|Mike and Lal Waterson|
If you’re going to come back, when you’re flame has almost been extinguished by time, you can find no better accompaniment to your resurrection than the meaningful work of Lal and Mike Waterson. This brother and sister duo by the time 1972 had rolled around, were thought of as great icons of the past, but hardly anyone realized that they had the power to come back and shine as brightly as before. 1972’s Bright Phoebus presented a profound circling of wagons, that gave a new generation of folk artists a glimpse of the reason they were so desperately important in the past.
In the past, they were known as members of a band called the Watersons. Before they were a folk band, they were a family. Three children, Norma, Lal and Mike who lost their parents at a young age in the late 40s had to be raised by their Irish Gypsy grandmother, Eliza, in Hull, England. This grandmother was both a devoutly practicing Catholic, who tried to pass on to them a strict regimen to survive, but also a devoted lover of traditional music. She’d teach them how to sing harmonies and practice together, herself always leading the chorus with a song. By the late 50s they’d slowly been enticed by the sound of skiffle groups to form a band together. In these bands, who used very basic accompaniment like washboards and any stringed instruments to get on stage they saw a way out of Hull.
|The Watersons – 1965|
As a skiffle group they’d closely follow the sound of American folk music and the popular the Weavers sound. Blending banjo with Irish-lilting vocals they sorta started to feel they were going in the right direction. By then they’d saved enough money to start their own folk club and things were looking up. However, as they started to integrate more English traditionals they started to question why they were trying to affect an American sound. For now, they realized that they were sounding like part of the crowd and had to do something differently to stand out. What they did, was turn towards their immediate past.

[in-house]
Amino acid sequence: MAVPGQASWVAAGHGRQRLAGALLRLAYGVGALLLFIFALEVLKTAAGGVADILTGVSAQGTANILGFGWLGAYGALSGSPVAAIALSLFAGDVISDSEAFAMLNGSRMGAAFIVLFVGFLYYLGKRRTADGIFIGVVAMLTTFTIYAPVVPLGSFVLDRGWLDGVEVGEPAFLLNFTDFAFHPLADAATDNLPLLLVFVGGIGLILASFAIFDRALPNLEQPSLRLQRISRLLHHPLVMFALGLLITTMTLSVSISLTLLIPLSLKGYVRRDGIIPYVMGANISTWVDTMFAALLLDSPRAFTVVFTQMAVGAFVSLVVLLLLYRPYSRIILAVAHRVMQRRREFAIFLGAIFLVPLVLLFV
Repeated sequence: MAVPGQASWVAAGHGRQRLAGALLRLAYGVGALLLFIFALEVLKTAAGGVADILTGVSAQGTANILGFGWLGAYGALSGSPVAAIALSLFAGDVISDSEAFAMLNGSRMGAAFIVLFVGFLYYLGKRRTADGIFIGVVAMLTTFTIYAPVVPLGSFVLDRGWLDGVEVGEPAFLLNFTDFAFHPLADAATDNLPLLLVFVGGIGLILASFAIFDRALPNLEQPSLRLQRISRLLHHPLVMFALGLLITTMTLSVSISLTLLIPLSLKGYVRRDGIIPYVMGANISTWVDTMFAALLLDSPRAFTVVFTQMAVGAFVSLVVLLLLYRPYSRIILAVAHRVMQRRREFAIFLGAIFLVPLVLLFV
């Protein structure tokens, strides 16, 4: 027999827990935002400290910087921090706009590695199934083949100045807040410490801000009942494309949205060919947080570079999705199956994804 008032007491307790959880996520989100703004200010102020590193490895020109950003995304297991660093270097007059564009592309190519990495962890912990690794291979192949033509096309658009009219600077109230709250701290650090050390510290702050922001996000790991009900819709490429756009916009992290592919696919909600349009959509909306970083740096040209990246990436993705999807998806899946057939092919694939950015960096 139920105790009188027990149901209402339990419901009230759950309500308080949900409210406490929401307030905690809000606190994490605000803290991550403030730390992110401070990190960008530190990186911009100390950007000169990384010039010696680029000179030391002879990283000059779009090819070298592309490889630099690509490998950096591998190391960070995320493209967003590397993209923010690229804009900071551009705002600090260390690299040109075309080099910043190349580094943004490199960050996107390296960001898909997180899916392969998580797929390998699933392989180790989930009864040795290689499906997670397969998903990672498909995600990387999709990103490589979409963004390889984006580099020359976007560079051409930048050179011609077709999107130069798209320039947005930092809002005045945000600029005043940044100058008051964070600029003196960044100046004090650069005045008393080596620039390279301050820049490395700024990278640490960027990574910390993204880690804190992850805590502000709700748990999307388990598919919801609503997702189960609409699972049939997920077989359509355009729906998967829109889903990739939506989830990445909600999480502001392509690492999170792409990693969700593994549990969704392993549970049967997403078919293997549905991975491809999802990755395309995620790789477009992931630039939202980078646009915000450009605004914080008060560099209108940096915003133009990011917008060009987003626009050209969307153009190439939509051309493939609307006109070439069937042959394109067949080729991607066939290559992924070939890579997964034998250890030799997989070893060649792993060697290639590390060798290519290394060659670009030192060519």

Dumping instrumentation altogether, they decided to go back to singing acapella as they would back as kids. By singing acapella, they could leave all those rough edges that made their harmonies so downright different. In the past they’d use instinct and intuition to dictate their harmonies. One person would sing as long as they felt comfortable, then the next person would come in to take over, all the while any other member of the band could join in harmonizing as they pleased. It was such a wrong way of doing things, that it sounded so right. This new sound captivated an old folkie Bert Lloyd. Bert mentored them to keep this sound and to explore forgotten traditional music with it. He was so ecstatic about this sound that he tried to describe to them their brilliance, stating how wonderful their mixolydian harmonies were, only to see them turn back with befuddled looks. They were so young and thoroughly untrained in any musical methods that they didn’t even know what mixolydian meant, all they knew was that this new sound was special.
In 1965, they traveled to London to record an album, the monumental Frost and Fire: A Calendar of Ritual and Magic Songs. In one morning, everything done in one take, they recorded this album full of deeply mystical and ritual songs. All songs they had learned by either imagining melodies for uncharted traditionals they discovered from that past or by pure instinct and experimentation with each others harmonizing. The album’s song cycle that goes from the mid-winter songs, all the way through other seasonal songs and back, portrayed songs of life, death, and rebirth in their own distinctly magical way.
|Frost and Fire album cover.|
What made the sound so glorious was that it showed that you could be young and untrained, but still use your sheer gall to conjure something uniquely yours. Its this sound that made the album so influential among neo-folk groups who were debating whether their take on traditional music was right or wrong. The Watersons showed that you could be wrong, but still be so right. That’s why the album itself, and the BBC documentary that followed their travails as a travelling band is so riveting. It shows the power youth has to inject life into the past: